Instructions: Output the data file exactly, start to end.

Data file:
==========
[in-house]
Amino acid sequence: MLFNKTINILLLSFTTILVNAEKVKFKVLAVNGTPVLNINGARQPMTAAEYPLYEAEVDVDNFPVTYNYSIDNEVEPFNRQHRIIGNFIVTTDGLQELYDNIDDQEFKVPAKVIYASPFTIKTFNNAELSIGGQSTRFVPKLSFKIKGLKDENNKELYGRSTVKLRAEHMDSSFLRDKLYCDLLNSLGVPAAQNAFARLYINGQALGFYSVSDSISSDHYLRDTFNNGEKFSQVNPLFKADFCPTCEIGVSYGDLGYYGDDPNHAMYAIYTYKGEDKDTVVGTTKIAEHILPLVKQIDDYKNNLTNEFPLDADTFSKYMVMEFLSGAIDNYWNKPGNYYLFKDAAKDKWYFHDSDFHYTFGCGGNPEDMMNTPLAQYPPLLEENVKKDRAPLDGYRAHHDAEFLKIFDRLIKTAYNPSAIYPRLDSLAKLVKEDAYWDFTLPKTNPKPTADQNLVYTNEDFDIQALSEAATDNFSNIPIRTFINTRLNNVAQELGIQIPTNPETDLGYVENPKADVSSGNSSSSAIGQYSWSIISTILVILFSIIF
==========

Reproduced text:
[in-house]
Amino acid sequence: MLFNKTINILLLSFTTILVNAEKVKFKVLAVNGTPVLNINGARQPMTAAEYPLYEAEVDVDNFPVTYNYSIDNEVEPFNRQHRIIGNFIVTTDGLQELYDNIDDQEFKVPAKVIYASPFTIKTFNNAELSIGGQSTRFVPKLSFKIKGLKDENNKELYGRSTVKLRAEHMDSSFLRDKLYCDLLNSLGVPAAQNAFARLYINGQALGFYSVSDSISSDHYLRDTFNNGEKFSQVNPLFKADFCPTCEIGVSYGDLGYYGDDPNHAMYAIYTYKGEDKDTVVGTTKIAEHILPLVKQIDDYKNNLTNEFPLDADTFSKYMVMEFLSGAIDNYWNKPGNYYLFKDAAKDKWYFHDSDFHYTFGCGGNPEDMMNTPLAQYPPLLEENVKKDRAPLDGYRAHHDAEFLKIFDRLIKTAYNPSAIYPRLDSLAKLVKEDAYWDFTLPKTNPKPTADQNLVYTNEDFDIQALSEAATDNFSNIPIRTFINTRLNNVAQELGIQIPTNPETDLGYVENPKADVSSGNSSSSAIGQYSWSIISTILVILFSIIF